But most important of all to the NHSO's continued viability is the imperative to attract new audiences.

"You need to find ways to throw the doors open wide," says Carroll, pointing to 2016's "Beers & Beethoven" promotion, which featured six craft brewers offering samples in the lobby of Woolsey Hall to ticket-holders with wrist bands and food trucks out front of the venue. That event attracted a new wave of young people, especially from downtown and area colleges."They bought their ticket, they had their beer, they came to the concert but they also stayed for the whole concert," Carroll says. "Younger people are looking for an experience."

Older audiences have also welcomed new marketing ideas, she says. "They want it to keep the symphony going, and they know that won't happen if there aren't young people, too."

Says the LAO's Rosen: "Fifteen years ago it was thought that baby-boomers would flood the concerts as they got older. Well, that didn't happen because when they were younger they were going to concerts less often than the generation before them at that age. Each generation is now participating at a lower rate than the generation before them."

Rosen says there's more urgency to develop new audiences than ever before. And to reach them, orchestras have to be responsive to what they like — and how they wish to experience it.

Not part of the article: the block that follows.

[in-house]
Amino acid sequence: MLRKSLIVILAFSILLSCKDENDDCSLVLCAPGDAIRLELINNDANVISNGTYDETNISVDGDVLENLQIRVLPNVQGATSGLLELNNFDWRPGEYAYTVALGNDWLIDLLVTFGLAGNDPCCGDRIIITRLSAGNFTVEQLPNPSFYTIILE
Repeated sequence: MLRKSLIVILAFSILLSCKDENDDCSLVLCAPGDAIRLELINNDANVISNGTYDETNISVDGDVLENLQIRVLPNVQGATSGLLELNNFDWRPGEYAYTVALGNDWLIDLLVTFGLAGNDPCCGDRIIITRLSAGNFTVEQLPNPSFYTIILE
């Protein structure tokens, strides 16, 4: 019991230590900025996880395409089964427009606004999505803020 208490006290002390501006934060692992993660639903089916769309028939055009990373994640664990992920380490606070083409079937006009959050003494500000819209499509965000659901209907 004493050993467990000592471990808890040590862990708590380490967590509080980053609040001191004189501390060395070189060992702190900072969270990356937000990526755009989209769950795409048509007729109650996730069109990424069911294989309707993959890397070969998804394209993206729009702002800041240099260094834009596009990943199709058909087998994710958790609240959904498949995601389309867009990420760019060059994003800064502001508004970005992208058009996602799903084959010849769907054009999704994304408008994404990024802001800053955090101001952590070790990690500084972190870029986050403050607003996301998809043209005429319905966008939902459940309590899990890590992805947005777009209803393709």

"We know they have different tastes and expectations than the people who are currently going, and that's where the creativity has to come in cultivating this audience," says Rosen, "while not alienating older audiences which still constitutes the core in terms of volume and revenue."

Carroll says part of her efforts to expand audiences also includes being aware of New Haven's diverse community, which is made up of approximately one-third each of whites, African-Americans and Latinos.

"One tremendous challenge is that we are so white onstage [the musicians], and we can't back away from admitting it's a problem," she says.

The NHSO received an $80,000 national grant allowing it to recruit and support young instrumentalists of color from around the country who are looking to break into the rarified air of professional symphonic performance.